‘Too late’ and ‘too little': Why some say more needs to be done as coronavirus relief package set to pass

NOW: ‘Too late’ and ‘too little’: Why some say more needs to be done as coronavirus relief package set to pass

MADISON, Wis. (CBS 58) – While a coronavirus relief package from Congress means much-needed help is on the way for Americans struggling economically because of the pandemic, some say more work needs to be done.

“This is coming way too late and it’s doing too little,” Rep. Ron Kind (D – Wisconsin) told reporters in a virtual press conference Monday. “I hope that it going to do some good.”

Kind said he is glad Congress was able to come together to pass a bipartisan bill, but also admitted the country needs more help to recover from the pandemic.

“It’s short-term relief in order to buy us some time, until we can safely and effectively deploy the coronavirus vaccine,” Kind said.

Others echoed the need for more action.

“This is at bare minimum a down payment there’s still going to be a need for relief come January,” Francesca Hong told CBS 58 in an interview.

Hong is a restaurant owner in Madison and a newly-elected member of the state Assembly. While Hong said there are good things in the relief package, industries like hers need more help.

“We really are struggling not only in terms of back rents to pay, but the fact that restaurants are suppliers to so many other small businesses in the community,” Hong said.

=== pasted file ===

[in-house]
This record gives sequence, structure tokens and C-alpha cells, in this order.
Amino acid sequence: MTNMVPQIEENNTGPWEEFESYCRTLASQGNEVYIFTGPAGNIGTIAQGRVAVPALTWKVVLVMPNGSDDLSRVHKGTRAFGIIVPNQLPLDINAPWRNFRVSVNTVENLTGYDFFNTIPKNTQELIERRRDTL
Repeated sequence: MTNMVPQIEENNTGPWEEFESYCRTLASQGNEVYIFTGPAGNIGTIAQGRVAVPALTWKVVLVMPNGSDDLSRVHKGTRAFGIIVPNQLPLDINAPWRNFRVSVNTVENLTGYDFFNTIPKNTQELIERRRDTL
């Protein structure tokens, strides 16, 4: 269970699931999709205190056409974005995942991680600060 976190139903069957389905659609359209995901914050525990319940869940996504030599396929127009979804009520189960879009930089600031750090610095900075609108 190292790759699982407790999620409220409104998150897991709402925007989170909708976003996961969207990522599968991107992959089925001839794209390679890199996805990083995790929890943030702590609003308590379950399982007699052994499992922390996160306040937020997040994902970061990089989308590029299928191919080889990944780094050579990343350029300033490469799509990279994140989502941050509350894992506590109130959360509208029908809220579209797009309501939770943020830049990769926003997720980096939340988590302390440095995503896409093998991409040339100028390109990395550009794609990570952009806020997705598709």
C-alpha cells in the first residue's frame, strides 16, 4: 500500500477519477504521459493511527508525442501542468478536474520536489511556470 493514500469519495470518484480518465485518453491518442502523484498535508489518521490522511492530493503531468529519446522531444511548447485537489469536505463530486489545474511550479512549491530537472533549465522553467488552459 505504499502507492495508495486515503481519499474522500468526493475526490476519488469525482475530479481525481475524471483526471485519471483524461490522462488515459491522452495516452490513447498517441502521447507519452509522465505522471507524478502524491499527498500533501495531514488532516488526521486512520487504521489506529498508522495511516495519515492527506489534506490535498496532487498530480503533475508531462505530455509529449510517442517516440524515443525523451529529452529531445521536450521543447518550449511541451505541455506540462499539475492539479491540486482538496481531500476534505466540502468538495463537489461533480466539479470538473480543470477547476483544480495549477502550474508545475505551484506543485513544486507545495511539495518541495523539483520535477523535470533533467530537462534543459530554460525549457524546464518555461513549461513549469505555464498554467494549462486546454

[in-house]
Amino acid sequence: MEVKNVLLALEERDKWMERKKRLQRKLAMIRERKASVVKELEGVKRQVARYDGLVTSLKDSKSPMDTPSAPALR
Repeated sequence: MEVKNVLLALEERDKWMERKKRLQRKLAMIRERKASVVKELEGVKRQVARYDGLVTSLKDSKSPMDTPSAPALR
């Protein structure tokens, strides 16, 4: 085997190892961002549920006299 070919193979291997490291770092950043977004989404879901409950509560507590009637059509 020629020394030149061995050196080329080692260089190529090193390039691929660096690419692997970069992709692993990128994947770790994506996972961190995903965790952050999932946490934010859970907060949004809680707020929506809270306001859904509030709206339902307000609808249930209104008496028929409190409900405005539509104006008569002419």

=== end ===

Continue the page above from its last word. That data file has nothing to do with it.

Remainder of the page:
Economists believe the relief package should be considered a bridge to allow Congress more time to come up with additional long-term solutions for the economy.

“This is a good first step it would’ve been a disaster if this didn’t pass but I hope Congress sees the wisdom to come back,” Andrew Reschovsky, a Professor-emeritus of public affairs and applied economics at UW-Madison told CBS 58.

Reschovsky said the relief package is essential but only carries some programs and policies until the spring, even though it is predicted that it will take well into 2021 to vaccinate enough Americans for the economy to regain its strength.

“To say by mid-March or even early April that the problem will be behind us is naïve,” Reschovsky said.

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